President-elect Donald Trump's transition team is looking for a few good "outsiders" to serve in his Cabinet.
Led by New Jersey Gov. Chris Christie, they are reviewing candidates to fill high-level positions in the administration but have not yet presented Trump with any names, sources familiar with the process told NBC News.
"This campaign was an outsider campaign, so it would be foolish to go ahead and place a bunch of D.C. insiders into D.C. roles — so it will be a mix," a senior aide to Vice President-elect Mike Pence said.
Ohio Gov. John Kasich, a Republican rival who had been a fierce critic of Trump, urged the president-elect to surrounded himself with a strong team of advisers.
"Look, I've never been president but I've been governor and I know one of the most important things you need to do is put a great team around you," said Kasich, who was at the White House for the NBA champion Cleveland Cavaliers' meeting with President Obama. "The most important thing now is to pick a team with experience and wisdom."
The Trump transition team, which Republican National Committee sources said will officially move to Washington on Nov. 21, has already been putting together a list of possible candidates for top posts in the administration.
Currently, there is a working list of three to five names being considered for Cabinet positions, the sources say. But no one on the list has been contacted.
"I think all of that will be clarified very soon, then you won't have to take any of it with vague background quotes," another senior Pence aide said. "There should be a lot of clarity very soon. But we're a day and a half into this."
Ari Fleischer, former spokesman for President George W. Bush, tweeted that whoever gets the nod is in for an adventure.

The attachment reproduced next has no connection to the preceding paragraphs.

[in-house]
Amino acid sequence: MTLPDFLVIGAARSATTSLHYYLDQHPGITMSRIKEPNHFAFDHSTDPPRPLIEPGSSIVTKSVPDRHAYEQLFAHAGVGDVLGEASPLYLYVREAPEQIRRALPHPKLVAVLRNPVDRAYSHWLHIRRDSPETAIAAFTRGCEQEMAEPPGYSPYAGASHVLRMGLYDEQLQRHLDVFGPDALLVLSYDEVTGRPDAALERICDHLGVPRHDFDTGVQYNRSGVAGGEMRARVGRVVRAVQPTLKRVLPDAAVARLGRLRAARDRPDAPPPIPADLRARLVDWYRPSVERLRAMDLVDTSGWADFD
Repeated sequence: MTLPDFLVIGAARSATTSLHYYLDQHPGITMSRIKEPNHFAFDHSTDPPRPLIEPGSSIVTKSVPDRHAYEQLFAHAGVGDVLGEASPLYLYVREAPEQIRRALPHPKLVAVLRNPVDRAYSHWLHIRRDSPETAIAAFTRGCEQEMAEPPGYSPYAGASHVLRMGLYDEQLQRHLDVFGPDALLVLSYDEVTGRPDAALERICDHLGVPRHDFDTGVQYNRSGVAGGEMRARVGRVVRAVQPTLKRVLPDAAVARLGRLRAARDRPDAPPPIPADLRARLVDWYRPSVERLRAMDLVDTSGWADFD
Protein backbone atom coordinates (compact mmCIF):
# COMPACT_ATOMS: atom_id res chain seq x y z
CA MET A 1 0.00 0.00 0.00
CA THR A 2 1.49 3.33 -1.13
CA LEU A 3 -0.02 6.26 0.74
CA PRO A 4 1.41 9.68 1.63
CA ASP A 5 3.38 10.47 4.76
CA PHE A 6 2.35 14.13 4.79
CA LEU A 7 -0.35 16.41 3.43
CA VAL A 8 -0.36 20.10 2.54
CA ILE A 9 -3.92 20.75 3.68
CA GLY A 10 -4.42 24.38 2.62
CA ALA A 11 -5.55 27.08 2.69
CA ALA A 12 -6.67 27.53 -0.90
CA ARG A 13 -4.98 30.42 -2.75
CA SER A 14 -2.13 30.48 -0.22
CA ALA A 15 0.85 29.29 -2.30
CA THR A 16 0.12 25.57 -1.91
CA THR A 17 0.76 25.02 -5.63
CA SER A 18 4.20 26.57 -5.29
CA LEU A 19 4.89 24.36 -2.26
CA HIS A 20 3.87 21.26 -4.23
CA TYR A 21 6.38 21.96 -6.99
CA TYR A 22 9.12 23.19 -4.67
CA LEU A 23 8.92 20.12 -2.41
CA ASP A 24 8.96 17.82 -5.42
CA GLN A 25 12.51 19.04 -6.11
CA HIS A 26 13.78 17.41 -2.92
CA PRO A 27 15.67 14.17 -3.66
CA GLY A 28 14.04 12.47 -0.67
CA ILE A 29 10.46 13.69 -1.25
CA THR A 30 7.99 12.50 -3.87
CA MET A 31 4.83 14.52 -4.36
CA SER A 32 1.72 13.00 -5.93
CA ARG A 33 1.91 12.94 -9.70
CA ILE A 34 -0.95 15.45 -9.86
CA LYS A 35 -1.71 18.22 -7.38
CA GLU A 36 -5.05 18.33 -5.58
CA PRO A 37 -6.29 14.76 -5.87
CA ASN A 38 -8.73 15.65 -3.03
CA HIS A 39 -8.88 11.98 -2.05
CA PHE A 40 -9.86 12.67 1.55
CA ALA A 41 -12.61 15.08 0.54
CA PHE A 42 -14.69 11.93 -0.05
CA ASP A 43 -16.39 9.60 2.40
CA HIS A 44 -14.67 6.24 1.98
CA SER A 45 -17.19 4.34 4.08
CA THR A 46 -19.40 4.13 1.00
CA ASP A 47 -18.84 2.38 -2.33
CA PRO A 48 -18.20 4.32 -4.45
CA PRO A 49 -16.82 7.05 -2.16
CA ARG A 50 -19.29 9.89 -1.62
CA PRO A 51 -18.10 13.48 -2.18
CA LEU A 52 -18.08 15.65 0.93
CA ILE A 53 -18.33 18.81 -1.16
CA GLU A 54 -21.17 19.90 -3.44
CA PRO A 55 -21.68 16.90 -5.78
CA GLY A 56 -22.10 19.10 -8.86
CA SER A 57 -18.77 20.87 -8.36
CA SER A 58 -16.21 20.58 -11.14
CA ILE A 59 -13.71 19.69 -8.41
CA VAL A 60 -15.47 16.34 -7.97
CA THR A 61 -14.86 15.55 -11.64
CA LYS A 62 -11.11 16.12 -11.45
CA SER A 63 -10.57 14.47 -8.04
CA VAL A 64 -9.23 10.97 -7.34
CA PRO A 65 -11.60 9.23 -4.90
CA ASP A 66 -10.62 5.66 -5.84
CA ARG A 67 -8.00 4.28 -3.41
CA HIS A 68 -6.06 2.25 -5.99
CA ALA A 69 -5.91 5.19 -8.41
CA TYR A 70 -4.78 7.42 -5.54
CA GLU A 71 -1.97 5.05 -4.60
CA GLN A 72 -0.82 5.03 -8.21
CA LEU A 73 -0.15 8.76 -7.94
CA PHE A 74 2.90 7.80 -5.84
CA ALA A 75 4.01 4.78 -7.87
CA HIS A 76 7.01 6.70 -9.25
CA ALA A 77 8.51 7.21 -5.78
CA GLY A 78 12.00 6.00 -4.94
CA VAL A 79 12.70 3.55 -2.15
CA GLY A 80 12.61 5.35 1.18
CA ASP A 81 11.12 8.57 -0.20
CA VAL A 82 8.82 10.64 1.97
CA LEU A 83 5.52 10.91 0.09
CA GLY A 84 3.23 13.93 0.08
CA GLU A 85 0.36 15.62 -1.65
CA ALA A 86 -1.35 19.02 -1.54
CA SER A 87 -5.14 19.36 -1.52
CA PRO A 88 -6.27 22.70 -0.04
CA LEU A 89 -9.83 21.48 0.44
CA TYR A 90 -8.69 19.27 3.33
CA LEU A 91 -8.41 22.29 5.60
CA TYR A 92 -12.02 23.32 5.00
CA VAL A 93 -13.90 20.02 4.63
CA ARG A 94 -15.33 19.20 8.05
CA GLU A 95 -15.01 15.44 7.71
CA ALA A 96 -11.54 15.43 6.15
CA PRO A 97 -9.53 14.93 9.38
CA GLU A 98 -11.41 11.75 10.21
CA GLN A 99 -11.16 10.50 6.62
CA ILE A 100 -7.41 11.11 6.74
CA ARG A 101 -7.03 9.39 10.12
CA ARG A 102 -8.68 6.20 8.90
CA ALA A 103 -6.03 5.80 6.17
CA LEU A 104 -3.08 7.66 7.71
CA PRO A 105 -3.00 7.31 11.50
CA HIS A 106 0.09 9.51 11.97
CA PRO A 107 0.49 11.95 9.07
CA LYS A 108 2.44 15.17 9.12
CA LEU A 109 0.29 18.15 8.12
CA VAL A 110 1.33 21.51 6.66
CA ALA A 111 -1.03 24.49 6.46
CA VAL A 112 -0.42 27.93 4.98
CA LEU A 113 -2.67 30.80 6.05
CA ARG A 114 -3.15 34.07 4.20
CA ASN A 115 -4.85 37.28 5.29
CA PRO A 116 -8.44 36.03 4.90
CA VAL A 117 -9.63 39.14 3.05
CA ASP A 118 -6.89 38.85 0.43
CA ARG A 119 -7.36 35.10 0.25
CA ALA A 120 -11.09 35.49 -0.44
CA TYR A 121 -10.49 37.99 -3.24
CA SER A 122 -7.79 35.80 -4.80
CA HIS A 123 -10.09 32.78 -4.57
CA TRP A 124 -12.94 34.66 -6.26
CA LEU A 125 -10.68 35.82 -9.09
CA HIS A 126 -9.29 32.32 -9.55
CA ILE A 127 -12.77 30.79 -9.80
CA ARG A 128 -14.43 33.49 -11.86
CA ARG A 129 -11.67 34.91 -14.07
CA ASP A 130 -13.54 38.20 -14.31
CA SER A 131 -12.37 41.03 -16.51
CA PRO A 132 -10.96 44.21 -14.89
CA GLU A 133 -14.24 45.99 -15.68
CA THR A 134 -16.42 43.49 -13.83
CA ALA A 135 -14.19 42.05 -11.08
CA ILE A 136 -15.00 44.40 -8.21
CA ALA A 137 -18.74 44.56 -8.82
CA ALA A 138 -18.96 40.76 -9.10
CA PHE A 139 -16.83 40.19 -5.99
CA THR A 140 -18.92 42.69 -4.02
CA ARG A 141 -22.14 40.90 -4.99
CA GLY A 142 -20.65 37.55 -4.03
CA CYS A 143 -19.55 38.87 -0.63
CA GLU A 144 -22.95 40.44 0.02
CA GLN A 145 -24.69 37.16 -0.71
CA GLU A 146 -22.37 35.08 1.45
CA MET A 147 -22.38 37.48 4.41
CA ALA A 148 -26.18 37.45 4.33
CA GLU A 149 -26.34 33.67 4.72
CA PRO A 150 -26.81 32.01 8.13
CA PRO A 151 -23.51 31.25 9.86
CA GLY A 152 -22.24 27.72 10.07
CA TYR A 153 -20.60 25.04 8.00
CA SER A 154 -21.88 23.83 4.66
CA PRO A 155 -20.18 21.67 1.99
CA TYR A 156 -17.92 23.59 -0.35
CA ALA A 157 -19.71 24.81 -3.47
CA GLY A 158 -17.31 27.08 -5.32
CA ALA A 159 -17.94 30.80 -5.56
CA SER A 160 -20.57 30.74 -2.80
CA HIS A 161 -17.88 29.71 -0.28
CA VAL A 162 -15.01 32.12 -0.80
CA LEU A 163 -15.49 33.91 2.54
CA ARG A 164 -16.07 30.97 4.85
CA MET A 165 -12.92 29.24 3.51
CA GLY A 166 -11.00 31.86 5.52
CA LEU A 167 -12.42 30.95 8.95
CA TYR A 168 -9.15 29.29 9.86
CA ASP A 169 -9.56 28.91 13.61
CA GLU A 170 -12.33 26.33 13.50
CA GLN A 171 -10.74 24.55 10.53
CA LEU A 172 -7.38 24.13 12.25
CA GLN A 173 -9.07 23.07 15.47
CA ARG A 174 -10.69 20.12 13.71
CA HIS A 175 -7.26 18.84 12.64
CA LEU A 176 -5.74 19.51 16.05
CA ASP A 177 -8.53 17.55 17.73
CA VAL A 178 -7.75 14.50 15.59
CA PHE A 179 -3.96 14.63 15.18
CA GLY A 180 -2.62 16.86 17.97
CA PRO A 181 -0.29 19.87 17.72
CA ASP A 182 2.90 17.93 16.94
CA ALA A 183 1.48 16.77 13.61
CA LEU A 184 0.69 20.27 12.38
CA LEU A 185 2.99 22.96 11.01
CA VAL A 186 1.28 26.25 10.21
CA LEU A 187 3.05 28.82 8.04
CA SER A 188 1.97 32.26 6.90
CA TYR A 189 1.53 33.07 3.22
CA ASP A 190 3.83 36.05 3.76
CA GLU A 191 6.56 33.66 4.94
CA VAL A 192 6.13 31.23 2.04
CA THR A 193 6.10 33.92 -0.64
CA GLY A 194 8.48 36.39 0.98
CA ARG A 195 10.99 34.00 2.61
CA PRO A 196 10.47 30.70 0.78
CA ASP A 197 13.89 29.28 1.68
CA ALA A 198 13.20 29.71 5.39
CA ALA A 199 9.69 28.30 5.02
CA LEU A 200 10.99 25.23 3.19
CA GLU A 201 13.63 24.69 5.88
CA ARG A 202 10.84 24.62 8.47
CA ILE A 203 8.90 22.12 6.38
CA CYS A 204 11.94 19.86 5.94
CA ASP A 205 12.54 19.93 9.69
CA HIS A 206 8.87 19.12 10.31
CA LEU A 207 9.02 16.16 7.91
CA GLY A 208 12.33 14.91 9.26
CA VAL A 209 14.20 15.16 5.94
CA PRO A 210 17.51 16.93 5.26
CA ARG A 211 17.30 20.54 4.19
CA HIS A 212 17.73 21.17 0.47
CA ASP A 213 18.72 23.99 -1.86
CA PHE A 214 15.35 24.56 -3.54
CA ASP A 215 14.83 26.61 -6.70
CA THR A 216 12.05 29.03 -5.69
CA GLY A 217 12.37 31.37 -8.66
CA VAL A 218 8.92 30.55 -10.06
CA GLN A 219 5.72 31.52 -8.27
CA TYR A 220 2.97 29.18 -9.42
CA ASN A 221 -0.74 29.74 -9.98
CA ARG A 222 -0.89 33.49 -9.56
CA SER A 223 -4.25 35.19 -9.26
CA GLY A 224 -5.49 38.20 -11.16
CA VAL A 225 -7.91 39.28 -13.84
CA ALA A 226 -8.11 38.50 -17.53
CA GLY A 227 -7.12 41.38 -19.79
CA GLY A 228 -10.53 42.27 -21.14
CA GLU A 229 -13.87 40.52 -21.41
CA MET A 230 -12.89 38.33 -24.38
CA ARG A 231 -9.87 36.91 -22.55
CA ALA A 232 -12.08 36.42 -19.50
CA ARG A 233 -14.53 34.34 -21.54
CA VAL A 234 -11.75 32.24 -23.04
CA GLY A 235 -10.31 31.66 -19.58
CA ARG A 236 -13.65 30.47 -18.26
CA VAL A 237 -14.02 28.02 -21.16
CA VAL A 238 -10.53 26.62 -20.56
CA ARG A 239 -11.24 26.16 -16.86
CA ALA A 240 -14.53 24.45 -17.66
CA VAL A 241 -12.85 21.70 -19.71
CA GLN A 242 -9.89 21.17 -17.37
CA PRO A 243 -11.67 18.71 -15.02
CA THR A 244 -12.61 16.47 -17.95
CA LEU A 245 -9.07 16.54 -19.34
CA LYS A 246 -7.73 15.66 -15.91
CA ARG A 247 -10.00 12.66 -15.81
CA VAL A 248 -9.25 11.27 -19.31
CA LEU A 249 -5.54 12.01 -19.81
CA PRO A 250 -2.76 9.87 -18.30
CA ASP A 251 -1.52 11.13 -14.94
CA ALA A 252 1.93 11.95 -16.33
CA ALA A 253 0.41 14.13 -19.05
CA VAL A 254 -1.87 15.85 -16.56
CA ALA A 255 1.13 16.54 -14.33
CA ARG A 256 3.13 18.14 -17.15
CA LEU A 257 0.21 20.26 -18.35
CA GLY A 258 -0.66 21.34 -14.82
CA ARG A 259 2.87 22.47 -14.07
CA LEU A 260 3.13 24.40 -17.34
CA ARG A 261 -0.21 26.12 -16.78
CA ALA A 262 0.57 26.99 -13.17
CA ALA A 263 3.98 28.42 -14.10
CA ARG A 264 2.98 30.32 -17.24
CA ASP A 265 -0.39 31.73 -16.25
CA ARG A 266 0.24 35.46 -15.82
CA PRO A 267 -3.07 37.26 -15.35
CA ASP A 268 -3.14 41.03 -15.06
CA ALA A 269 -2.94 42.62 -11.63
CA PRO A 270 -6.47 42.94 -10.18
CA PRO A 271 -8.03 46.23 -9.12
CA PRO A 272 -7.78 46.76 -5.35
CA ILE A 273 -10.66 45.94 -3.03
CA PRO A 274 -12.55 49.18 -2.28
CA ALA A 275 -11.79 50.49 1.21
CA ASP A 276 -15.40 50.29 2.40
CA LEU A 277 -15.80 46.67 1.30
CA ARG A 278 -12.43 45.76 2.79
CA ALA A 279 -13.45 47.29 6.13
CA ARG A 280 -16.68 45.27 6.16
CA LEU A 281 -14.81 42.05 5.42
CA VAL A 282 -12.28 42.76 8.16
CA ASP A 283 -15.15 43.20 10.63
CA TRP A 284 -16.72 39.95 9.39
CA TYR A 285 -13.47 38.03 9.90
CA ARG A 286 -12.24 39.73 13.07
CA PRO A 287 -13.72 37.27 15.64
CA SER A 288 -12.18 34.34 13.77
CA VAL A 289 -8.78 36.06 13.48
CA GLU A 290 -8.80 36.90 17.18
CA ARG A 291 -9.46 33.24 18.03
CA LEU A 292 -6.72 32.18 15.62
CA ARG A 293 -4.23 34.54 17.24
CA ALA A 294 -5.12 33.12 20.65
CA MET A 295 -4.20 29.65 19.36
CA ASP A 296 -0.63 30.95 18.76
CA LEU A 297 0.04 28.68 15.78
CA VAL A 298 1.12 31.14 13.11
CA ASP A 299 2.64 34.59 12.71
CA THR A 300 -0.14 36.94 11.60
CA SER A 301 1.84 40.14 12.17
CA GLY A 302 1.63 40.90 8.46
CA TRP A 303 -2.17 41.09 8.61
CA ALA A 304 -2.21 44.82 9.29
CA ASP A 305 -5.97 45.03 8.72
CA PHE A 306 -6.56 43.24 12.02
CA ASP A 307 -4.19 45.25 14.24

Not likely to be on the list are some of the people Trump trusts most — family members like daughter Ivanka and son-in-law Jared Kushner, who has been a key campaign adviser.
Trump is barred by federal law from appointing any relative to federal agency positions.
That, however, doesn't preclude them from having a say over who will serve in the Cabinet. Trump's senior staffers are expected to meet with them later Thursday to go over a recruitment list, sources told NBC News.
Pence will serve as the point person for Capitol Hill during the transition process and while serving as vice president, two of his aides said.
"I think you'll see Mike having a very active role as a liaison to Capitol Hill with both Leader McConnell and Speaker Ryan," one aide said.
Pence served 12 years in Congress, including time in the GOP leadership, and on the executive committee of the Republican Governors Association.
Before traveling to Washington to meet with President Obama on Thursday, Trump spent Wednesday fielding phone calls from foreign leaders at his home in Trump Tower in New York City.
Pence has also spent that day on the phone with foreign leaders, though sources have declined to list which heads of state the pair has spoken to.